U.S. Denies Using White Phosphorus on Civilians
The U.S. military has denied charges that it used white phosphorus against civilian targets in Falluja last November.
The U.S. military in Iraq denied a report shown on Italian state television on Tuesday saying U.S. forces used incendiary white phosphorus against civilians in a November 2004 offensive on the Iraqi town of Falluja. It confirmed, however, that U.S. forces had dropped MK 77 firebombs — which a documentary on Italian state-run broadcaster RAI compared to napalm — against military targets in Iraq in March and April 2003.
The documentary showed images of bodies recovered after a November 2004 offensive by U.S. troops on the town of Falluja, which it said proved the use of white phosphorus against men, women and children who were burnt to the bone. “I do know that white phosphorus was used,” said Jeff Englehart in the RAI documentary, which identified him as a former soldier in the U.S. 1st Infantry Division in Iraq. “Burnt bodies. Burnt children and burnt women,” said Englehart, who RAI said had taken part in the Falluja offensive. “White phosphorus kills indiscriminately.”
The U.S. Marines in Baghdad described white phosphorus as a “conventional munition” used primarily for smoke screens and target marking. It denied using it against civilians. “Suggestions that U.S. forces targeted civilians with these weapons are simply wrong,” U.S. Marine Major Tim Keefe said in an e-mail to Reuters. “Had the producers of the documentary bothered to ask us for comment, we would have certainly told them that the premise of the programme was erroneous.” He said U.S. forces do not use any chemical weapons in Iraq. A U.S. military spokesman in Baghdad said earlier on Tuesday he did not recall white phosphorus being used in Falluja.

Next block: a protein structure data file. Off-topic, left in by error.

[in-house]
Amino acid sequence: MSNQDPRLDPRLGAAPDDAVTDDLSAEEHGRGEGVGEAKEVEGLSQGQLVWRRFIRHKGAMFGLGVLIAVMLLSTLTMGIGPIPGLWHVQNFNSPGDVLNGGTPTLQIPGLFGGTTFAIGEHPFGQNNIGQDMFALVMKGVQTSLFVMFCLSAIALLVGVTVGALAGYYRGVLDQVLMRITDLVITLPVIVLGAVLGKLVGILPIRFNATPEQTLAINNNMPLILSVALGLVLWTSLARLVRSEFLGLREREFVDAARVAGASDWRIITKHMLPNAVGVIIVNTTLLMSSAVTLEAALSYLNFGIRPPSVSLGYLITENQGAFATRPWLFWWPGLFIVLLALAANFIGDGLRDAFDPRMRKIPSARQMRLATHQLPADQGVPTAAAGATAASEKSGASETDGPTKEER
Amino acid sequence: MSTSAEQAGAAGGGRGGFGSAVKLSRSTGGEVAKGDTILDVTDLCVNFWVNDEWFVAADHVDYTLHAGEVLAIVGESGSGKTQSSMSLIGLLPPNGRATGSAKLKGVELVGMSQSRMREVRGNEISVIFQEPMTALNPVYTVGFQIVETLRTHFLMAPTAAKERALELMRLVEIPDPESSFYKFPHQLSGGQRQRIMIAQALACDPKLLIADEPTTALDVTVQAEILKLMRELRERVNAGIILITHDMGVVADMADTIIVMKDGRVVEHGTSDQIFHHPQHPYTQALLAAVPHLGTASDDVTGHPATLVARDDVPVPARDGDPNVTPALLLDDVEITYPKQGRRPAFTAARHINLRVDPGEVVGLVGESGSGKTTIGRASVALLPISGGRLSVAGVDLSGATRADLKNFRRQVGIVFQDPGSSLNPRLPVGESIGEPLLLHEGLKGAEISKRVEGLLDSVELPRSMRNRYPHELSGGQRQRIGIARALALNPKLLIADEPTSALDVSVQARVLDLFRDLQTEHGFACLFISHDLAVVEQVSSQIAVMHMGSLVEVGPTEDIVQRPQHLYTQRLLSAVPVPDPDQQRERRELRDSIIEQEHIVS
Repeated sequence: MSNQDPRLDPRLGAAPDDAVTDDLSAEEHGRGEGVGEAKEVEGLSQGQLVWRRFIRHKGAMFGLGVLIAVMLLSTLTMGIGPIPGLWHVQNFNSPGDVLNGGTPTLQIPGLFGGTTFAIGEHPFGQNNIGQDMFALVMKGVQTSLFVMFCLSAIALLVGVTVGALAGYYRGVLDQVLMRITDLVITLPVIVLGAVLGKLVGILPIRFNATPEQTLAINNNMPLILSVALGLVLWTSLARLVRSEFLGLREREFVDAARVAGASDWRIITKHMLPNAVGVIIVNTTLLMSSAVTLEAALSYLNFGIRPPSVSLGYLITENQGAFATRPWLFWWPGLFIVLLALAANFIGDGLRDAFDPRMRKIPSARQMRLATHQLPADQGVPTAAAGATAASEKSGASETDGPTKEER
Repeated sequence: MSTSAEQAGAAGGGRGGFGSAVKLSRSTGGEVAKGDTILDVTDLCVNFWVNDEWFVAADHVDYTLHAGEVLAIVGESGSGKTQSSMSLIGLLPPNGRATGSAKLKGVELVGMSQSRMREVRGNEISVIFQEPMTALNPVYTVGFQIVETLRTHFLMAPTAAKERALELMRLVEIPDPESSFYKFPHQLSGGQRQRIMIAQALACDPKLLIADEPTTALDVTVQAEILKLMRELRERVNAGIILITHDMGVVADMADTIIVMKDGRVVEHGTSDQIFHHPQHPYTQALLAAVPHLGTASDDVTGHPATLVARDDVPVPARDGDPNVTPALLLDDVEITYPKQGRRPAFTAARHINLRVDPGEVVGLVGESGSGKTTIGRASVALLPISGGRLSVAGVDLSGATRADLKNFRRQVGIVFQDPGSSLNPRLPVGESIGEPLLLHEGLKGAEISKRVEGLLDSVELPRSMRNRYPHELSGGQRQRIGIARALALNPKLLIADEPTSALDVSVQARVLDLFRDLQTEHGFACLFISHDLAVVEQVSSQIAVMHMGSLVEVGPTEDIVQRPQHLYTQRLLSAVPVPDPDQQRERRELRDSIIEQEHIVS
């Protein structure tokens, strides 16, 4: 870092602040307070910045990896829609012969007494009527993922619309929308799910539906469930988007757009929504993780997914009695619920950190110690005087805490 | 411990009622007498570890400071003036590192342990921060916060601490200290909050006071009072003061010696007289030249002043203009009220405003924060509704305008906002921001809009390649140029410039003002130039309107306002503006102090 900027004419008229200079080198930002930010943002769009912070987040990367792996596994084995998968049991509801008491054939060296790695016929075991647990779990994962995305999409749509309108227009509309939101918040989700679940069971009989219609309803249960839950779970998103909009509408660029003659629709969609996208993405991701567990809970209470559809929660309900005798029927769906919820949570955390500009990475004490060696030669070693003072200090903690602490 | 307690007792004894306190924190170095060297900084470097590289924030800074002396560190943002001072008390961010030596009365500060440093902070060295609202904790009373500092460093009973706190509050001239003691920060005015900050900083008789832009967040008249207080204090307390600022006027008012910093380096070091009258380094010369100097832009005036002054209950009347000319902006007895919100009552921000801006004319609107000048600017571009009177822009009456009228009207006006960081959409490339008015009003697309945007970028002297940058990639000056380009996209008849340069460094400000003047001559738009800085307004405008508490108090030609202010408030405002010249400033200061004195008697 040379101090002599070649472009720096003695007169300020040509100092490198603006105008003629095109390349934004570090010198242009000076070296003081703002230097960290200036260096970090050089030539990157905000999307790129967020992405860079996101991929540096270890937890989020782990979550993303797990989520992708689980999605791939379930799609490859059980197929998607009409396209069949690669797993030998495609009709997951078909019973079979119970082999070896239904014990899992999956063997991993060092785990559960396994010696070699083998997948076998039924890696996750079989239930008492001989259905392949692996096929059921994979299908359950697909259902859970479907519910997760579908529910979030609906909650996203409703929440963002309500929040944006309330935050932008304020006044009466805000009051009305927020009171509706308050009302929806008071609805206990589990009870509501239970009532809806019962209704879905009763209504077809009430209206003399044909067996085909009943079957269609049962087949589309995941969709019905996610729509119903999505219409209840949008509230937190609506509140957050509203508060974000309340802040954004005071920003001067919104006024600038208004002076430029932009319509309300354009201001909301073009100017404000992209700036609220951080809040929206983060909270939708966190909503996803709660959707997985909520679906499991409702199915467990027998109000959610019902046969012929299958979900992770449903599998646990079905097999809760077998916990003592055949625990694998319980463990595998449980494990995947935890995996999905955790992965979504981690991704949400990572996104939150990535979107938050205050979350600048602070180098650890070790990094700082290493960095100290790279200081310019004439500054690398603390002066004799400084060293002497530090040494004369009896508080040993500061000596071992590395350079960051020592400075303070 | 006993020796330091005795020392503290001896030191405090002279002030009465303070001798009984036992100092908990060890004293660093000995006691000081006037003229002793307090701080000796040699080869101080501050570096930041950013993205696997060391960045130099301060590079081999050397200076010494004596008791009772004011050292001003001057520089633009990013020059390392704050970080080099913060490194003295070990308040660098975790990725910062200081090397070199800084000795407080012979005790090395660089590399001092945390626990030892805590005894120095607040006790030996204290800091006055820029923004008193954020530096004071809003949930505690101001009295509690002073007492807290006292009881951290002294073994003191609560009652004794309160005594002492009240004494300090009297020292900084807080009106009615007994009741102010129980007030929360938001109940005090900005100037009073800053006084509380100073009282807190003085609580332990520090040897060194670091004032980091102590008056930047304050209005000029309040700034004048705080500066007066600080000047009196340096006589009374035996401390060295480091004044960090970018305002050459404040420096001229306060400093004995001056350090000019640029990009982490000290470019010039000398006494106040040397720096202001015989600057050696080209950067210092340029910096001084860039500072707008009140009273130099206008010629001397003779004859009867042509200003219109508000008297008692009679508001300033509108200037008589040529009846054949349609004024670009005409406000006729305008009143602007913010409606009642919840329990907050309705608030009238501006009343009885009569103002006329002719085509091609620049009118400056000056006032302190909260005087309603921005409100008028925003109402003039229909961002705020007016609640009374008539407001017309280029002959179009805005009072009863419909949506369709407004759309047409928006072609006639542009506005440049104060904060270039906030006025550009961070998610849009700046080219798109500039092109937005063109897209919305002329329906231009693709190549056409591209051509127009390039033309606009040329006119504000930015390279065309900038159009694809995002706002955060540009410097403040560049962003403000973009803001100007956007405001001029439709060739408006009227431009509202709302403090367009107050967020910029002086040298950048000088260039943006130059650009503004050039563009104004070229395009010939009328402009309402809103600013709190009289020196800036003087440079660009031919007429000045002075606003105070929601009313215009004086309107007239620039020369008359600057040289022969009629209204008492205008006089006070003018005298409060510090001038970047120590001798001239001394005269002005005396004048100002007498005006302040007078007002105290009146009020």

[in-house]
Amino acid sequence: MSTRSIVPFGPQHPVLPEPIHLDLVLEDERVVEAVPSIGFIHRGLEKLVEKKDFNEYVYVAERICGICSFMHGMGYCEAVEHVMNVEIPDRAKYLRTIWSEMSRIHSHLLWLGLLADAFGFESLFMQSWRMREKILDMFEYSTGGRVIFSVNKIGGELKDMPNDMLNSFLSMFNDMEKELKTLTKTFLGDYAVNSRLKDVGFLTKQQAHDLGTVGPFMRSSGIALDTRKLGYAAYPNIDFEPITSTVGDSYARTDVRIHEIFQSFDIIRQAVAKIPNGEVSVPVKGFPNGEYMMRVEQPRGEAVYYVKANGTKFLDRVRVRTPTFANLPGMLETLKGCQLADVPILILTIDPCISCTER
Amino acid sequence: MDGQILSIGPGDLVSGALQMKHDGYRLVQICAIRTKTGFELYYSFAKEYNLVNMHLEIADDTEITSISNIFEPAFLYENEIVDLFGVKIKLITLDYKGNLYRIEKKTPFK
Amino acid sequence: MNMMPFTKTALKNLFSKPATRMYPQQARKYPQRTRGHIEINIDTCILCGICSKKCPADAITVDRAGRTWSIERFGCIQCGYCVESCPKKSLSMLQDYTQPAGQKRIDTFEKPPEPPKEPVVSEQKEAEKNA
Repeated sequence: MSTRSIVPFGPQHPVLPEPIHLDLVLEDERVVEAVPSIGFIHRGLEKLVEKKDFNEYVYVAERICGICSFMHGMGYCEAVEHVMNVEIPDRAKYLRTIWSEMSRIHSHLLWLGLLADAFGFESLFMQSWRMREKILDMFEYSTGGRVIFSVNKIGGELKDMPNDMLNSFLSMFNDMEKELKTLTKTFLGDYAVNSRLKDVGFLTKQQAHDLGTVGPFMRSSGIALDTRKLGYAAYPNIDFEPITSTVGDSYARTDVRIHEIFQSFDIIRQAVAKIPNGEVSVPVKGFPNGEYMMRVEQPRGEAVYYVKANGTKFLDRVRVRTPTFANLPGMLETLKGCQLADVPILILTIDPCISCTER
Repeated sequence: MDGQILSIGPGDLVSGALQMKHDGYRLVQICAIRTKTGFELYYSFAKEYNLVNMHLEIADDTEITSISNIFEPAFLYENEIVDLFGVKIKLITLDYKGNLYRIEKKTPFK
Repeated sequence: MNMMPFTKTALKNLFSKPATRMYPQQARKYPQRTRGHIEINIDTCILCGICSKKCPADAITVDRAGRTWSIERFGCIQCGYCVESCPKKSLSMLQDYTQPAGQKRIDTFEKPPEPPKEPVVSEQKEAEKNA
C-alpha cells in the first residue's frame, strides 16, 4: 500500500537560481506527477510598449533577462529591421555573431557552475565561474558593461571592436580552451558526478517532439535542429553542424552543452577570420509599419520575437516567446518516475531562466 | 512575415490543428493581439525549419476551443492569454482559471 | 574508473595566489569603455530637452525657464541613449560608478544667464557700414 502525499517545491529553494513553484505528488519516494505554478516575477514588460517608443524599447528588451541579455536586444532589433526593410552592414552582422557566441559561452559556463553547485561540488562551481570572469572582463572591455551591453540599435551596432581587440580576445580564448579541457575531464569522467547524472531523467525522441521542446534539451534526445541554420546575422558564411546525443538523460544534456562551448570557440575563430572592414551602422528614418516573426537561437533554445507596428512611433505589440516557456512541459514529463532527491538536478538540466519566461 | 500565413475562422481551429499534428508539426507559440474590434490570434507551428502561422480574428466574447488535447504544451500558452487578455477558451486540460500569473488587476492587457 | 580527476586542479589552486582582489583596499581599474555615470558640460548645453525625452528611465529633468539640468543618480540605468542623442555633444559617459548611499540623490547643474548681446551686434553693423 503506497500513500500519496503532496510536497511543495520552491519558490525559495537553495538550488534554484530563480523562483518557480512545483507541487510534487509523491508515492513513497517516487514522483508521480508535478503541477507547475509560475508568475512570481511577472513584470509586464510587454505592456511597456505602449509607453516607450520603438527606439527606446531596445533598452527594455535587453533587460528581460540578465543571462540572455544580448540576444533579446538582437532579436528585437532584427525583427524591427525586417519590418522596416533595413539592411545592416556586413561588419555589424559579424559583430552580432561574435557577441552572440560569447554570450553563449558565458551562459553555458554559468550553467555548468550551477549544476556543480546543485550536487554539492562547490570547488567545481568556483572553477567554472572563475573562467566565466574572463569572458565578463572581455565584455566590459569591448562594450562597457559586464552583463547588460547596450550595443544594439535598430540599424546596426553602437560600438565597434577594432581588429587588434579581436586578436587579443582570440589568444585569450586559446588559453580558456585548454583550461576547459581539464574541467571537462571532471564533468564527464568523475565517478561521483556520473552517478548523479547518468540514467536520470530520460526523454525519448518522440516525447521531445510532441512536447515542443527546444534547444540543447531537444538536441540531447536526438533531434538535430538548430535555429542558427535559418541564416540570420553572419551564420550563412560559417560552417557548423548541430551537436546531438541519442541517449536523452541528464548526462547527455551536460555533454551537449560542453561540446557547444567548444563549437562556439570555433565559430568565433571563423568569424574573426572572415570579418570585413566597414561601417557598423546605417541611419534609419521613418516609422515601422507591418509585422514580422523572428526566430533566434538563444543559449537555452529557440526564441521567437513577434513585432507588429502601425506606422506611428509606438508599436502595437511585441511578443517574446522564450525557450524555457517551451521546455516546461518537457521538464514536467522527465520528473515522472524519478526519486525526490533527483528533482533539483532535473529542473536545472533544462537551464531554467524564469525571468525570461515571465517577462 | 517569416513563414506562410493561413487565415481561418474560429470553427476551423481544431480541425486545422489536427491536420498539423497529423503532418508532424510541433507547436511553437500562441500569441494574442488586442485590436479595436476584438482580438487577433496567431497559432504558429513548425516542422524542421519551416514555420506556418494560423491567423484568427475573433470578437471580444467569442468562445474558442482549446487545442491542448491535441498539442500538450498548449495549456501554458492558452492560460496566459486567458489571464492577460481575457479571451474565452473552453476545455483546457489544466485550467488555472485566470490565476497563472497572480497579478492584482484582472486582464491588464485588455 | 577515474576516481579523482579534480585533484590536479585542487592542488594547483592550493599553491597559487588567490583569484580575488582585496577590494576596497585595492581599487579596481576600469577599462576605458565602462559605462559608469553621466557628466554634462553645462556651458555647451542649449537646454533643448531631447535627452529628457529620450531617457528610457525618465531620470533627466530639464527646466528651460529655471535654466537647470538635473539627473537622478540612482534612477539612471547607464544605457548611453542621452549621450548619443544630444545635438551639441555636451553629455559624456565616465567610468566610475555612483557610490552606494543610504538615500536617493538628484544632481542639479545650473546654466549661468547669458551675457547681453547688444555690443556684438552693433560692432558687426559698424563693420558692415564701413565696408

An incendiary device, white phosphorus is also used to light up combat areas. The use of incendiary weapons against civilians has been banned by the Geneva Convention since 1980. The United States did not sign the relevant protocol to the convention, a U.N. official in New York said.
“The only instance of MK 77 use during (Operation Iraqi Freedom) occurred in March/April 2003 when U.S. Marines employed several bombs against legitimate military targets,” Keefe said. He said the chemical composition of the MK 77 firebomb is different from that of napalm.
RAI posted a copy of the document [online].
Let’s hope this one is resolved quickly. Given that the use of WP against military personnel is not a violation of international law, one presumes that the denial of any such use is a good sign that they were not used against civilians.
Fallajuh operation coverage from 2004:
Fallujah, the Morning After
Mass Offensive Launched South of Baghdad
U.S. Finds Ã¢€˜Atrocity SitesÃ¢€™ in Fallujah
Zarqawi Headquarters Captured
U.S. Marines in Fallujah Finding InsurgentsÃ¢€™ Tools of the Trade
Sarin Gas Found in Fallujah?
U.S. Helicopters Shot Down Near Fallujah
Iraqi Hostage Freed by Marines in Fallujah
Ã¢€˜Hostage SlaughterhousesÃ¢€™ Found in Fallujah
Finishing Fallujah: War, Politics, and the Media
Battle of Fallujah Underway: Operation Phantom Fury
Battle for Fallujah: Risks and Rewards
U.S. Jets Strike Fallujah With Five Raids
Assault in Falluja Is Likely, U.S. Officers Say
U.S. Warplanes Pound Insurgent Stronghold in Fallujah
U.S. Forces Retake Samarra, Fallujah Next